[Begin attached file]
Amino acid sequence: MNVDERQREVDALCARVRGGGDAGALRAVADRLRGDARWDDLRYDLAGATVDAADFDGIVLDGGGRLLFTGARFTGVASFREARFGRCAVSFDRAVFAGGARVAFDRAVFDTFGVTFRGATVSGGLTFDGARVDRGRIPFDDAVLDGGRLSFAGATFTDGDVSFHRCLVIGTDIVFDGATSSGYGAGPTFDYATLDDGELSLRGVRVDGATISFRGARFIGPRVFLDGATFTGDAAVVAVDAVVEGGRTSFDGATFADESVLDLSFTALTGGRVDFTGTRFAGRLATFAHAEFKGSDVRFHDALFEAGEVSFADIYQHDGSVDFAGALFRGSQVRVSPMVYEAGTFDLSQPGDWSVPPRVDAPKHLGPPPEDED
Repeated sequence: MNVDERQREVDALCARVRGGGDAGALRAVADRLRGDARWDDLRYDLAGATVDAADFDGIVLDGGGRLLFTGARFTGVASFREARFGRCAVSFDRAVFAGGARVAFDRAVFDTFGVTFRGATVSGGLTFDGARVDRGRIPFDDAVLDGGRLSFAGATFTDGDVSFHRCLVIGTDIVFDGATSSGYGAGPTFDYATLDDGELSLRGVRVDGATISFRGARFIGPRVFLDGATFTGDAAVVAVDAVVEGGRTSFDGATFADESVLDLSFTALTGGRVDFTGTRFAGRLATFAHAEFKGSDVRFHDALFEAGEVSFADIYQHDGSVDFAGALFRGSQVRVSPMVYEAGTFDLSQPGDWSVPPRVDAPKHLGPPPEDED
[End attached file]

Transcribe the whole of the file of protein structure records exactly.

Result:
Amino acid sequence: MNVDERQREVDALCARVRGGGDAGALRAVADRLRGDARWDDLRYDLAGATVDAADFDGIVLDGGGRLLFTGARFTGVASFREARFGRCAVSFDRAVFAGGARVAFDRAVFDTFGVTFRGATVSGGLTFDGARVDRGRIPFDDAVLDGGRLSFAGATFTDGDVSFHRCLVIGTDIVFDGATSSGYGAGPTFDYATLDDGELSLRGVRVDGATISFRGARFIGPRVFLDGATFTGDAAVVAVDAVVEGGRTSFDGATFADESVLDLSFTALTGGRVDFTGTRFAGRLATFAHAEFKGSDVRFHDALFEAGEVSFADIYQHDGSVDFAGALFRGSQVRVSPMVYEAGTFDLSQPGDWSVPPRVDAPKHLGPPPEDED
Repeated sequence: MNVDERQREVDALCARVRGGGDAGALRAVADRLRGDARWDDLRYDLAGATVDAADFDGIVLDGGGRLLFTGARFTGVASFREARFGRCAVSFDRAVFAGGARVAFDRAVFDTFGVTFRGATVSGGLTFDGARVDRGRIPFDDAVLDGGRLSFAGATFTDGDVSFHRCLVIGTDIVFDGATSSGYGAGPTFDYATLDDGELSLRGVRVDGATISFRGARFIGPRVFLDGATFTGDAAVVAVDAVVEGGRTSFDGATFADESVLDLSFTALTGGRVDFTGTRFAGRLATFAHAEFKGSDVRFHDALFEAGEVSFADIYQHDGSVDFAGALFRGSQVRVSPMVYEAGTFDLSQPGDWSVPPRVDAPKHLGPPPEDED